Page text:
Signup date: 15 May 2006 at 12:19pm
Last login: 22 Dec 2008 at 9:30am
Post count: 3067
Don't worry re: lack of replies, the forum is very quiet at the moment. Sometimes I think I should make a scatter graph of views/replies to see if there's a correlation; but then again I'm a nerd.
Yeah, it just seems odd that your supervisor let you write the paper, but doesn't seem to trust you to write an upgrade report. Something similar happened to me as an undergrad: my project supervisor refused to look at my thesis draft till the day before hand in, then told me it was "shit" and that I'd be up all night fixing it. Nice chap. They really need to allocate time to go over this with you properly: that is their responsibility.
They seem pretty inconsistent: if you are good enough to write a journal paper in your first year, then I find it hard to believe that your upgrade report is that bad. And what's this about not reading it cos it's not a final version?! What's the point of reading only the final version?
Sounds like they have lazyitis to me.
Apply anyway, and write a cover letter.
At my university we have a very active cancer drug discovery group, funded by Cancer Research UK. The head of the group had a 3rd (I say "had" becuase he passed away recently, but he managed the group for 15 years). One postdoc has a third, two of the PhD students have 2.2s and the others, 2.1s. No-one has a first, and yet this group is very successful, and their discoveries have made the national press on more than one occasion.
The leader of the group has a firm conviction that imagination and effort are more important in research than the ability to to pass exams: hence the willingness to take on people with less than stellar grades.
No-one's made more mistakes than me, I can tell you (and I'm still making them). Everyone is (except the fibbers).
It's not unusual for a supervisor to self-fund experiments whilst gaining enough data to write a proposal: but self-funding doesn't mean it comes out of her personal pocket - it will be contingency money, or leftover from student budgets.
I don't think she seems like the sort of person you could work with long-term, so I'd be looking for something else. But don't take it personally.
He sounds like a dreamer to me; but the problem with dreamers is that they can be full of great ideas, but they are not good at taking responsibilty and doing the day-to-day grind. They need to be counterbalanced by a more practical person. Do you have a second supervisor? You should.
He sounds a lot like one of our academics; full of his own genius but unable to handle serious work.
Ha ha! Good on you. I am thinking of ways to fund myself when (if) my PhD finishes, and I am definitely not going with these people. Reluctant to go with industry full stop now. It's not even like they put a lot of money in; most came from a government grant. They made a much smaller contribution.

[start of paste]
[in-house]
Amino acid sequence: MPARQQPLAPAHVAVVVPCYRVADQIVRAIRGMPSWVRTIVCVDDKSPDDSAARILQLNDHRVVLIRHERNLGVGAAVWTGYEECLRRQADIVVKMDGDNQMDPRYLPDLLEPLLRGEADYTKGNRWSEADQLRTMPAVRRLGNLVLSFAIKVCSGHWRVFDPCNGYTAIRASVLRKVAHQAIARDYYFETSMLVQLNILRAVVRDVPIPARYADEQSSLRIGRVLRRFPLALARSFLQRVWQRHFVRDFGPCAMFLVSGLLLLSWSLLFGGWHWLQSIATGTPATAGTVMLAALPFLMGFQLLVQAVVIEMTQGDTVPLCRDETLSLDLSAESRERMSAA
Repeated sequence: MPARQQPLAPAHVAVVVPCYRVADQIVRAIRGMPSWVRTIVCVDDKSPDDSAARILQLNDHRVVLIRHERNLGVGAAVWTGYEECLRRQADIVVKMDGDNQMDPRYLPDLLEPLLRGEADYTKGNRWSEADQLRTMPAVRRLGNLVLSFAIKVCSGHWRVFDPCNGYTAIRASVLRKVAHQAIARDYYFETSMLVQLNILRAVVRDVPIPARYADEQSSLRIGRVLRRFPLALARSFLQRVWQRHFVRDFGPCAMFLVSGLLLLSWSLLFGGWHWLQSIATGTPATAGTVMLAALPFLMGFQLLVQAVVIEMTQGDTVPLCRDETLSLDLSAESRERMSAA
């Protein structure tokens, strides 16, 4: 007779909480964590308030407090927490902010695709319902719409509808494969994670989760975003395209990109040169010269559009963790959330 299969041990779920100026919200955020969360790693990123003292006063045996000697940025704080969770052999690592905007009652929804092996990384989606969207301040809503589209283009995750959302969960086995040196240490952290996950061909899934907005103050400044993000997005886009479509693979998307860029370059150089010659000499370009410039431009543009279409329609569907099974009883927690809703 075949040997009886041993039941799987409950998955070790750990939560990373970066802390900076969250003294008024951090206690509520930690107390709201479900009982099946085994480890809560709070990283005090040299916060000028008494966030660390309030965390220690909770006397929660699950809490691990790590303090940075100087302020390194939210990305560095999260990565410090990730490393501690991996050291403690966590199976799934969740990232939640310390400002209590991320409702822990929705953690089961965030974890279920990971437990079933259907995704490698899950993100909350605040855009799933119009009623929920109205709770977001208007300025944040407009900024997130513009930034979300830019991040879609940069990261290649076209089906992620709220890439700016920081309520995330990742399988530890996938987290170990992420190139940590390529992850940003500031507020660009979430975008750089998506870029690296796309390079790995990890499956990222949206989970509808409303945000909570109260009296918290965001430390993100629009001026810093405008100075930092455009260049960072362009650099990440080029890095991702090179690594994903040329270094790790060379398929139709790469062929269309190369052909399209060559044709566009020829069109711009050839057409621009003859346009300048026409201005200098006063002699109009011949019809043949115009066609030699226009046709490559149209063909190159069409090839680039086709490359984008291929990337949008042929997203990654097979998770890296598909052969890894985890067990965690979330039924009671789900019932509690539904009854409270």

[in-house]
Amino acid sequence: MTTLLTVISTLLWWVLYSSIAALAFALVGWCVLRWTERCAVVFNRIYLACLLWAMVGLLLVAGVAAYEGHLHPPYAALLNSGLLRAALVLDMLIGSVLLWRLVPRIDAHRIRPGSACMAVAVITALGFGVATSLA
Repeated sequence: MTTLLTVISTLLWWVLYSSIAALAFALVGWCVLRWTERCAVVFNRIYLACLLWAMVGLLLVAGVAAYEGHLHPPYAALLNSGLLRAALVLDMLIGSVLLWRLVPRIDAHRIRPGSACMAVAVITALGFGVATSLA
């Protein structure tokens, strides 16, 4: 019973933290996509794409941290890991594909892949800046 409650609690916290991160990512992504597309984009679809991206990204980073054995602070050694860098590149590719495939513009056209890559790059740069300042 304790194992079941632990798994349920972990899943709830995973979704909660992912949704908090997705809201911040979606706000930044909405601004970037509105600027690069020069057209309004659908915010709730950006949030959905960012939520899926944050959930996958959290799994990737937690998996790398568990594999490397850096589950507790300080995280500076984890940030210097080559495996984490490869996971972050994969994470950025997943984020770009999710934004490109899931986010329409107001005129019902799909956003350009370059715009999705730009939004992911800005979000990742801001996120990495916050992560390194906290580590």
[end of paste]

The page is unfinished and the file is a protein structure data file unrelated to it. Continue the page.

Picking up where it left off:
They're just so pushy; which may be a necessary characteristic of business men/women but it's annoying for the rest of us.
Yay, great news. I'm pretty excited to see how the world will change as a result of this; not just military-wise, but in relation to policies on Africa. Bush and cronies withdrew support to African aid agencies that advocated contraception, for example. I hope Obama gets on that soon!
Glad you think so too! My supervisor's pretty busy today so I've told him briefly: he isn't keen on the idea (unless we can employ someone part-time to do the work, but that will cost money and I guess the sponsors won't want to spend any more). When he has more time I'll ask him at more length if we have the right to refuse, under the terms of the contract. I don't mind doing a bit of extra analysis, but not tons.
Aargh...I do apologise but I'm moaning again. I met the industrial people - my supervisor was unable to attend - and they're talking about "maximising returns on their investment". So their idea to raise money is to offer a contract analytical service (me, in other words) to competing labs. Direct quote: "We'll ask them (the other labs) if they'd also like to send their samples to Juno - for a fee". Naturally that fee goes direct to the sponsors, not us.
I really can't see how I'm going to complete any PhD research when I'm doing that much commercial stuff. For the first time since I started I begin to think if quitting now is the best option. I know that the sponsors put money in but there must be a limit to how much work we owe them in return:-s
I've been reading "The Art of Happiness" by the Dalai Lama; he talks about developing "inner stability", so that external events don't affect your feelings. For example, if someone is rude to you, you think "Great! Here's a good opportunity to practise patience"; instead of bopping them on the head.
Easier said than done, though.
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